Last week a number of prominent religious and political conservatives (including Richard Land of the Southern Baptist Convention's Ethics and Religious Liberty Commission) released a new statement of "Conservative Beliefs, Values and Principles." The document, entitled The Mount Vernon Statement, claims as its purpose the defense of "the high ground of America’s founding principles."
A cursory reading of the document, however, with a little knowledge of America's antebellum history, reveals the document for what it is: a modern restatement of the same political and religious arguments used by antebellum southern states in defending the rights of slaveholders to own slaves. Furthermore, the Mount Vernon pronouncement is modeled after a 1960 white conservative political call to arms - the Sharon Statement - against the liberalism of the Civil Rights movement. (The Mount Vernon Statement web site initially included a link to the Sharon Statement noting the inspiration derived from the 1960 document, but subsequently removed it.)
In short, the religious and politically conservative elites who signed the document have reclaimed the southern ideological "high ground" of states rights and freedom defined as personal liberties for select individuals (but mandated inequities in American society at large).
To this southern antebellum framework the Mount Vernon Statement adds civil privileges for Christians (does anyone doubt the reference to "faith" refers to Christians specifically?) and bows before the altar of unfettered free markets that have turned 21st-century America into the equivalent of a Third World (undeveloped) nation in regards to the astonishing inequities of our national wealth gap.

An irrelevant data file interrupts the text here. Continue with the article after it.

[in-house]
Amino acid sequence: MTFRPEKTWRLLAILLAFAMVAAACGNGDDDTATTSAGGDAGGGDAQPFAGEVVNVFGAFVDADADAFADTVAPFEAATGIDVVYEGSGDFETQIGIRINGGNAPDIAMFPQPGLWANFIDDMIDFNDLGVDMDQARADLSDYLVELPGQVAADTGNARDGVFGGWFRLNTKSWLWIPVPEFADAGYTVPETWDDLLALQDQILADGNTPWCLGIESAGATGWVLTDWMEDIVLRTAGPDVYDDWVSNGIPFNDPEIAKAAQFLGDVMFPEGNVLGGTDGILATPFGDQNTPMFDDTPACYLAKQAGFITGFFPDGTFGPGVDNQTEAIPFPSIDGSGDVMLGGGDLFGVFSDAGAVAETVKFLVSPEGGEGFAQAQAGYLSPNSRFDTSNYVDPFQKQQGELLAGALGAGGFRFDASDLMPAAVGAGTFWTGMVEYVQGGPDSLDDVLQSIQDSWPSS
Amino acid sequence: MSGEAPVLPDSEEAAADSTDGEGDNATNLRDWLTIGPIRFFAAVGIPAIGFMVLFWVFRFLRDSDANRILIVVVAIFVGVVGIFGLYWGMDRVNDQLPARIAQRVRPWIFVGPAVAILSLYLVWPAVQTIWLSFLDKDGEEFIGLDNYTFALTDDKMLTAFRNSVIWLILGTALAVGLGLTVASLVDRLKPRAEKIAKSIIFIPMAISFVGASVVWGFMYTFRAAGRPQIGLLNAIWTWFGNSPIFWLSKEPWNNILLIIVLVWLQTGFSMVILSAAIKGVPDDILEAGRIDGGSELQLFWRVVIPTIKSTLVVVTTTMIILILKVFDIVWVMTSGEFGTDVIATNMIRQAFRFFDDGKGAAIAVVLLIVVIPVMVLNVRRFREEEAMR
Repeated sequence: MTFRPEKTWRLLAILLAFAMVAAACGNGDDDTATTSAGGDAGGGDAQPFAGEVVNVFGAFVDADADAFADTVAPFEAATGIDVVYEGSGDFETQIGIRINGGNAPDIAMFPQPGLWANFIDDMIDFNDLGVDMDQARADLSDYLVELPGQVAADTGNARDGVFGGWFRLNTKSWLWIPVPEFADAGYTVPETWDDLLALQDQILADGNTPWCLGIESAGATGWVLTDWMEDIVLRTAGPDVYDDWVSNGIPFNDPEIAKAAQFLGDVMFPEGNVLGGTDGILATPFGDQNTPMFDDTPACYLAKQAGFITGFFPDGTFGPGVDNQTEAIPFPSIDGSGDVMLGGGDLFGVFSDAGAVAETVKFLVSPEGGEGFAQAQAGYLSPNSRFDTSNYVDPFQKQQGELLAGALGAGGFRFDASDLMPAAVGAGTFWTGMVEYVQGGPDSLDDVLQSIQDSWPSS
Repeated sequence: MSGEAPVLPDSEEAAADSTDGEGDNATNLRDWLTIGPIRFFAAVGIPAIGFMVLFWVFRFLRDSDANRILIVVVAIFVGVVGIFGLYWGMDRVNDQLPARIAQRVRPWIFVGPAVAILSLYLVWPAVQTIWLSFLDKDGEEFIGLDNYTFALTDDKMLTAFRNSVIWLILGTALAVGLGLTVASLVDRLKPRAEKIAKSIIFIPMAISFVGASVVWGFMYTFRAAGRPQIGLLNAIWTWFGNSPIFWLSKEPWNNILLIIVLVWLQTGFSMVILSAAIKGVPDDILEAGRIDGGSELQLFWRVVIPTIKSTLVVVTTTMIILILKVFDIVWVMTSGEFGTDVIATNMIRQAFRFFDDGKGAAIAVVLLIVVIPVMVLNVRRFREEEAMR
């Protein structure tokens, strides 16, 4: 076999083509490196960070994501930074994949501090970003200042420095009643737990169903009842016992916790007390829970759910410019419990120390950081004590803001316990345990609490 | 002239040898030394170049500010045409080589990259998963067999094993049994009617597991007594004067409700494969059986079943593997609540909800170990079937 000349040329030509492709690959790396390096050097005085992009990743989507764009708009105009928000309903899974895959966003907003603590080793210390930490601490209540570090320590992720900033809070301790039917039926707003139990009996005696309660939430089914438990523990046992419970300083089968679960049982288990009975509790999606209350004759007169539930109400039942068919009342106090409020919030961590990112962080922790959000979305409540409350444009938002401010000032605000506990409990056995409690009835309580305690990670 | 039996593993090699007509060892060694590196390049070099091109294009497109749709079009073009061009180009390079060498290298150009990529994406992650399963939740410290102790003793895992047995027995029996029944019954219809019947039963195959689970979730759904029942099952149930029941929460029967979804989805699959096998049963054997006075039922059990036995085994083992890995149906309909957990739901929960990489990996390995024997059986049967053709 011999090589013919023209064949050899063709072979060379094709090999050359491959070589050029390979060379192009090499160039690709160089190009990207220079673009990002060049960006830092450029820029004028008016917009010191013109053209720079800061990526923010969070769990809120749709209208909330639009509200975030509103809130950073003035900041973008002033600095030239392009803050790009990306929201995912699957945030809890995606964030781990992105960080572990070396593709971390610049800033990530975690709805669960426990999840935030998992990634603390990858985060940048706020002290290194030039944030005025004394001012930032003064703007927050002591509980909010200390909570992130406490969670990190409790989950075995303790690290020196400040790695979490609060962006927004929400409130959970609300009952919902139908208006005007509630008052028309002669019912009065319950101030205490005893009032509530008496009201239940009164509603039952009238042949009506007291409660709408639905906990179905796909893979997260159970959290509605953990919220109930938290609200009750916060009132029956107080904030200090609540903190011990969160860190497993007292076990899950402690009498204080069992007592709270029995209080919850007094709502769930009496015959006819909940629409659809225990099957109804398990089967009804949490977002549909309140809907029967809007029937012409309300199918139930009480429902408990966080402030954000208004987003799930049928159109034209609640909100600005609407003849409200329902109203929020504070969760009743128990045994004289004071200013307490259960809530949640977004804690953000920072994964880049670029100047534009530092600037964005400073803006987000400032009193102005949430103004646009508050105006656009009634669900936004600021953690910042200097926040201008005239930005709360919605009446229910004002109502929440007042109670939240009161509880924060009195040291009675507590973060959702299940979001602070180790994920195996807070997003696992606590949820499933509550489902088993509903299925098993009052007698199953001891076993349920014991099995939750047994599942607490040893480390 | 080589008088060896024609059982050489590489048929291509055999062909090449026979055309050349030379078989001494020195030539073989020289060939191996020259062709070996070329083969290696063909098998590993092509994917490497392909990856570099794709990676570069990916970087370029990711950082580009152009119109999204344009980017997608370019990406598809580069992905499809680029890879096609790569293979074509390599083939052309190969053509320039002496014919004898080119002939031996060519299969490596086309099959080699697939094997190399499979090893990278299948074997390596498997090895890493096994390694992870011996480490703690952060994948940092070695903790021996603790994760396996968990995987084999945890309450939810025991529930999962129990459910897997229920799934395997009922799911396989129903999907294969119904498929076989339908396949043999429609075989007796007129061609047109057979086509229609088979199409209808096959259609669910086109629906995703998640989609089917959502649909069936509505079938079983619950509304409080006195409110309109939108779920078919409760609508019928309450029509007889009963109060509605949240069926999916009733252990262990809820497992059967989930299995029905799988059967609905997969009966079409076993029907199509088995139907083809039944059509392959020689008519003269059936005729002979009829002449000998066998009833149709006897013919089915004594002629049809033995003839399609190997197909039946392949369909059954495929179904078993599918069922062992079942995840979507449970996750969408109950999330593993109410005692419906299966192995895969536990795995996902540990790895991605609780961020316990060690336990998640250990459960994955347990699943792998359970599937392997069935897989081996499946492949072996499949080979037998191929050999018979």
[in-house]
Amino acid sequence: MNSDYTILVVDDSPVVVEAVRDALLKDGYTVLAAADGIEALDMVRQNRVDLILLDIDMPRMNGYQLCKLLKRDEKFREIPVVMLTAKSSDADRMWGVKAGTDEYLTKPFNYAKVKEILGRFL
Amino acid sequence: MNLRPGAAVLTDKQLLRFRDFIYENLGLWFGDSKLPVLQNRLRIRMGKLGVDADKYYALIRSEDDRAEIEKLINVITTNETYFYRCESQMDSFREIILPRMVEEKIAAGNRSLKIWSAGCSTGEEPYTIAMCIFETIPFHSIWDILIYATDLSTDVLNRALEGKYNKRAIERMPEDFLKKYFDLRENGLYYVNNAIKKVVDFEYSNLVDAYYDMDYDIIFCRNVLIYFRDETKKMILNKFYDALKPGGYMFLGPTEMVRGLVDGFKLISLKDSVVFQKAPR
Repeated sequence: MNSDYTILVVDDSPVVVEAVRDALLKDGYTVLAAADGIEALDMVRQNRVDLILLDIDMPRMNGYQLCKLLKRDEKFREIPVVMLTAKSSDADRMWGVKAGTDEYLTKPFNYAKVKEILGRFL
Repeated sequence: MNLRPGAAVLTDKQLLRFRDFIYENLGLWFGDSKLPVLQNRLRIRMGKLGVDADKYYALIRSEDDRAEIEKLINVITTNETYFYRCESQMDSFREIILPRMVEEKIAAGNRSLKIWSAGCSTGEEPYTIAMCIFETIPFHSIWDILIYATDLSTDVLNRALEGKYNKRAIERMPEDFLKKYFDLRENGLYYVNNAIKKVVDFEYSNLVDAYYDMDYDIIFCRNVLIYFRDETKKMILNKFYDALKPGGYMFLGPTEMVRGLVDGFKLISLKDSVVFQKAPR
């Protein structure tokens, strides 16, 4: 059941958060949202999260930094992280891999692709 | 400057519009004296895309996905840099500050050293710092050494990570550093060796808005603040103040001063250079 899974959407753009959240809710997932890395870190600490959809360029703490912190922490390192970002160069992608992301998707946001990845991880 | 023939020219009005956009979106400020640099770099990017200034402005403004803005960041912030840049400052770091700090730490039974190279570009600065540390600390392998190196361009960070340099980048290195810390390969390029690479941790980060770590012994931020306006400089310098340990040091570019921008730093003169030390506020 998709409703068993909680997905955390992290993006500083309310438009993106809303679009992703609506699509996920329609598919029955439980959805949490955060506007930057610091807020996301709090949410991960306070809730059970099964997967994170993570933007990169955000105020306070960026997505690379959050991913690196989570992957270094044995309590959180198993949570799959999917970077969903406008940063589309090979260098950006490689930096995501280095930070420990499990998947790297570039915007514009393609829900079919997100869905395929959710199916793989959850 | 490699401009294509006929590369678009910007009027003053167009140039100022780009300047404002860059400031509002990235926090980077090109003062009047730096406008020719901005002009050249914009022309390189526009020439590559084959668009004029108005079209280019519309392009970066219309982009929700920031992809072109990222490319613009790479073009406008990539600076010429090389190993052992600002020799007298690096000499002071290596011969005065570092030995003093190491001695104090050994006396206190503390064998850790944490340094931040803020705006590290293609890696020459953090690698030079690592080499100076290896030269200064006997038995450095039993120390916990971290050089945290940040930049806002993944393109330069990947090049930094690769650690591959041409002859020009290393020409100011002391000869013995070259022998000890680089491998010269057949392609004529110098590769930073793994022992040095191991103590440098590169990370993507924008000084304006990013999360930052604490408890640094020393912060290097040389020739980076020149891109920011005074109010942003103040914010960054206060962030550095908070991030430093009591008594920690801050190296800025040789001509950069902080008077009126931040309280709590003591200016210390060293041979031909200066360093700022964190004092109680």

Young conservative Southern Baptists are right to criticize SBC leaders who signed this statement as persons "seduced by political idolatry." Conservative political icon Christopher Buckley is likely right that the statement more immediately originates from an innate hatred of President Obama. Other commentators are correct to point out that the Mount Vernon Statement mangles its usage of America's founding documents (not to mention the irony that the United States Constitution, which Mount Vernon signees present as of divine origin, makes no mention of God).
While likely few, if any, of the signers of the Mount Vernon Statement are racists, the statement - like the larger Tea Party movement which it parrots - is that of white conservatives devoted to antebellum southern ideology welded with modern free market extremism. The statement is not reflective of the ethnically diverse, pluralistic nation that America is, nor is it reflective of the Christ to whom some of the signees claim allegiance. Rather than a roadmap to the future, it is a desperate attempt to mandate an inequitable society ruled by an ideology that has more in common with theocracies and oligarchies than western democracy. Our colonial Baptist forefathers lived under such tyrannies, and their ongoing witness and ageless voices serve as a warning to all Americans to remain faithful to our nation's founding principles of democracy, freedom, and equality for all.